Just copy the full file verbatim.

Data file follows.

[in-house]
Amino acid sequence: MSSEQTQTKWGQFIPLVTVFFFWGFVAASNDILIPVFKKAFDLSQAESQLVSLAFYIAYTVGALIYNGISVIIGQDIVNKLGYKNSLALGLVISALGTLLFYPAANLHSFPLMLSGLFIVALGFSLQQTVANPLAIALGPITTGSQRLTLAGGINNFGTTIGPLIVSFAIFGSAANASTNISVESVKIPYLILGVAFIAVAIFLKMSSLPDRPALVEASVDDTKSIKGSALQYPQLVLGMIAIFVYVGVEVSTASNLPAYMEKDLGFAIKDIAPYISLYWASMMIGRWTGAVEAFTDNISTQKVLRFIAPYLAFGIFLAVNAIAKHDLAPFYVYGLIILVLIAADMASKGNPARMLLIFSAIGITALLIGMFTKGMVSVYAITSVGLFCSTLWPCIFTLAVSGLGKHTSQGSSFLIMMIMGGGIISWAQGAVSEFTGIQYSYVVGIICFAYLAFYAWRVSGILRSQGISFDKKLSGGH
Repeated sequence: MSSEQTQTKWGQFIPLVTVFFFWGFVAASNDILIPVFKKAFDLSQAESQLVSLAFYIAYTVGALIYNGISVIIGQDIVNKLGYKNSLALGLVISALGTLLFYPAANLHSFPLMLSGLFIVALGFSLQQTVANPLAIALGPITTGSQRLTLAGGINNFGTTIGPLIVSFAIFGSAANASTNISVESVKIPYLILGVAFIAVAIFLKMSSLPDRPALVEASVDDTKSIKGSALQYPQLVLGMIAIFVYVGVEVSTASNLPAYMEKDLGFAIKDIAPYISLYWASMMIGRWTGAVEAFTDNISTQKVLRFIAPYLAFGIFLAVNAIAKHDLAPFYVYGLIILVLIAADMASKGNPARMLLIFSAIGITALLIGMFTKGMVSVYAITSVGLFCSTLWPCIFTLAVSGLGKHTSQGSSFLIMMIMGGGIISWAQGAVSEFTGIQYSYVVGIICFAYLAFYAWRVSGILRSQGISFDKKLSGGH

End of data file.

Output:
[in-house]
Amino acid sequence: MSSEQTQTKWGQFIPLVTVFFFWGFVAASNDILIPVFKKAFDLSQAESQLVSLAFYIAYTVGALIYNGISVIIGQDIVNKLGYKNSLALGLVISALGTLLFYPAANLHSFPLMLSGLFIVALGFSLQQTVANPLAIALGPITTGSQRLTLAGGINNFGTTIGPLIVSFAIFGSAANASTNISVESVKIPYLILGVAFIAVAIFLKMSSLPDRPALVEASVDDTKSIKGSALQYPQLVLGMIAIFVYVGVEVSTASNLPAYMEKDLGFAIKDIAPYISLYWASMMIGRWTGAVEAFTDNISTQKVLRFIAPYLAFGIFLAVNAIAKHDLAPFYVYGLIILVLIAADMASKGNPARMLLIFSAIGITALLIGMFTKGMVSVYAITSVGLFCSTLWPCIFTLAVSGLGKHTSQGSSFLIMMIMGGGIISWAQGAVSEFTGIQYSYVVGIICFAYLAFYAWRVSGILRSQGISFDKKLSGGH
Repeated sequence: MSSEQTQTKWGQFIPLVTVFFFWGFVAASNDILIPVFKKAFDLSQAESQLVSLAFYIAYTVGALIYNGISVIIGQDIVNKLGYKNSLALGLVISALGTLLFYPAANLHSFPLMLSGLFIVALGFSLQQTVANPLAIALGPITTGSQRLTLAGGINNFGTTIGPLIVSFAIFGSAANASTNISVESVKIPYLILGVAFIAVAIFLKMSSLPDRPALVEASVDDTKSIKGSALQYPQLVLGMIAIFVYVGVEVSTASNLPAYMEKDLGFAIKDIAPYISLYWASMMIGRWTGAVEAFTDNISTQKVLRFIAPYLAFGIFLAVNAIAKHDLAPFYVYGLIILVLIAADMASKGNPARMLLIFSAIGITALLIGMFTKGMVSVYAITSVGLFCSTLWPCIFTLAVSGLGKHTSQGSSFLIMMIMGGGIISWAQGAVSEFTGIQYSYVVGIICFAYLAFYAWRVSGILRSQGISFDKKLSGGH